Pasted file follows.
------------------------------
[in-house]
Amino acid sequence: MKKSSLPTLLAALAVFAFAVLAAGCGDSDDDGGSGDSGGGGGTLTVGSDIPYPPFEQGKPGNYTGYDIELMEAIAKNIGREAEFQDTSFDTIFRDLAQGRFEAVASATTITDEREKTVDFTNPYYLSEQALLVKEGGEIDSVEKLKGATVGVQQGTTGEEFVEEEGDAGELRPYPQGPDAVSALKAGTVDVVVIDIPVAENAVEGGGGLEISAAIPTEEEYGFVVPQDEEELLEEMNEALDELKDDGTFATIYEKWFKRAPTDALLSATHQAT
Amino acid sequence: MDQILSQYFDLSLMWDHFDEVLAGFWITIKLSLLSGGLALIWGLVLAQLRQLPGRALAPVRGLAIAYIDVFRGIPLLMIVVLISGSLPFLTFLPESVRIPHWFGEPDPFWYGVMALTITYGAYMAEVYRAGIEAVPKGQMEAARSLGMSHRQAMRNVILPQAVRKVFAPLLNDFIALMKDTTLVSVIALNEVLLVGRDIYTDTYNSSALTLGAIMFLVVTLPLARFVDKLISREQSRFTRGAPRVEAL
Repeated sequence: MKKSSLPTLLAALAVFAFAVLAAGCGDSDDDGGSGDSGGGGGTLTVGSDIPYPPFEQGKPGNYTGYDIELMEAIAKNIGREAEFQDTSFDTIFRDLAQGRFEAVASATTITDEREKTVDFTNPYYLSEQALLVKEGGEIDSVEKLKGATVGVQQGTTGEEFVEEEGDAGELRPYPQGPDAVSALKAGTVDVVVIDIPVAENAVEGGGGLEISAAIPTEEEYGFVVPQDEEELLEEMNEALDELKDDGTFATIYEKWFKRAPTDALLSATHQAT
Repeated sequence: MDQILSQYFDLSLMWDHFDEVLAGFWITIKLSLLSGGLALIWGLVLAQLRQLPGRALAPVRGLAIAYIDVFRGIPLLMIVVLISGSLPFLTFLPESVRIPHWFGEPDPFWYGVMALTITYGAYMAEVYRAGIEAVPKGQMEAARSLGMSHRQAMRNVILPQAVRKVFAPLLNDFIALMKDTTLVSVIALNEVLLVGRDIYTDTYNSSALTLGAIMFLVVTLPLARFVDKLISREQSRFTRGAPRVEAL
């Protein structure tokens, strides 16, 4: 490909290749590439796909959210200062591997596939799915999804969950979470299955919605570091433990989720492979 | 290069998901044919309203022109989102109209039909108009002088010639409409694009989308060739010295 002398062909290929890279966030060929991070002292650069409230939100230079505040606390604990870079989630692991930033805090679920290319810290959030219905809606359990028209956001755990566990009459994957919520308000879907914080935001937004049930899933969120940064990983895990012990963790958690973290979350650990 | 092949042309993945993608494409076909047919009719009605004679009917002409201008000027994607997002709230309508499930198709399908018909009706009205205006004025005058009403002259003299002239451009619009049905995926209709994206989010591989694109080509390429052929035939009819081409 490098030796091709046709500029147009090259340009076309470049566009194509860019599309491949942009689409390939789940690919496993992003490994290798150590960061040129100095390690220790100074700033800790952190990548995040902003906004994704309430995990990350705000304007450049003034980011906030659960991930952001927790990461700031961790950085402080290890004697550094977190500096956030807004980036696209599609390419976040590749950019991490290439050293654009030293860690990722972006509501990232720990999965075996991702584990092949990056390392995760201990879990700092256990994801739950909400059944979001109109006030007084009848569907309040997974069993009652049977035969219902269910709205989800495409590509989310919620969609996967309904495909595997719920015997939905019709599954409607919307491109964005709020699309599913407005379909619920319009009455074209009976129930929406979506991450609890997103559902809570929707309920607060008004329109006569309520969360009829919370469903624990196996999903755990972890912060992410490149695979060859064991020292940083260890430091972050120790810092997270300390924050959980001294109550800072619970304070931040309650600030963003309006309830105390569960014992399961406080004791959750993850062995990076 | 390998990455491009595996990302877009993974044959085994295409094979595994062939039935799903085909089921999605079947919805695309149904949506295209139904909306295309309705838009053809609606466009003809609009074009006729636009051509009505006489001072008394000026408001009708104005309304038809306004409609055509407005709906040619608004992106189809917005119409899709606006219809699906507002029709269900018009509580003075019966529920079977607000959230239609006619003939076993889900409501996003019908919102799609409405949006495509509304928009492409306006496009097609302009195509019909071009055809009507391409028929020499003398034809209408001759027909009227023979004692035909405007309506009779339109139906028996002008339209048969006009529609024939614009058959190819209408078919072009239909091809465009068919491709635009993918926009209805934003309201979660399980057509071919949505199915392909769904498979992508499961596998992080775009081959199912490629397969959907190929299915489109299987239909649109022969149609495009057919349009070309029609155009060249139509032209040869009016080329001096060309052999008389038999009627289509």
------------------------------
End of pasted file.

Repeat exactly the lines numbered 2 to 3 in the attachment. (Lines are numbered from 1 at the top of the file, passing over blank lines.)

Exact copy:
Amino acid sequence: MKKSSLPTLLAALAVFAFAVLAAGCGDSDDDGGSGDSGGGGGTLTVGSDIPYPPFEQGKPGNYTGYDIELMEAIAKNIGREAEFQDTSFDTIFRDLAQGRFEAVASATTITDEREKTVDFTNPYYLSEQALLVKEGGEIDSVEKLKGATVGVQQGTTGEEFVEEEGDAGELRPYPQGPDAVSALKAGTVDVVVIDIPVAENAVEGGGGLEISAAIPTEEEYGFVVPQDEEELLEEMNEALDELKDDGTFATIYEKWFKRAPTDALLSATHQAT
Amino acid sequence: MDQILSQYFDLSLMWDHFDEVLAGFWITIKLSLLSGGLALIWGLVLAQLRQLPGRALAPVRGLAIAYIDVFRGIPLLMIVVLISGSLPFLTFLPESVRIPHWFGEPDPFWYGVMALTITYGAYMAEVYRAGIEAVPKGQMEAARSLGMSHRQAMRNVILPQAVRKVFAPLLNDFIALMKDTTLVSVIALNEVLLVGRDIYTDTYNSSALTLGAIMFLVVTLPLARFVDKLISREQSRFTRGAPRVEAL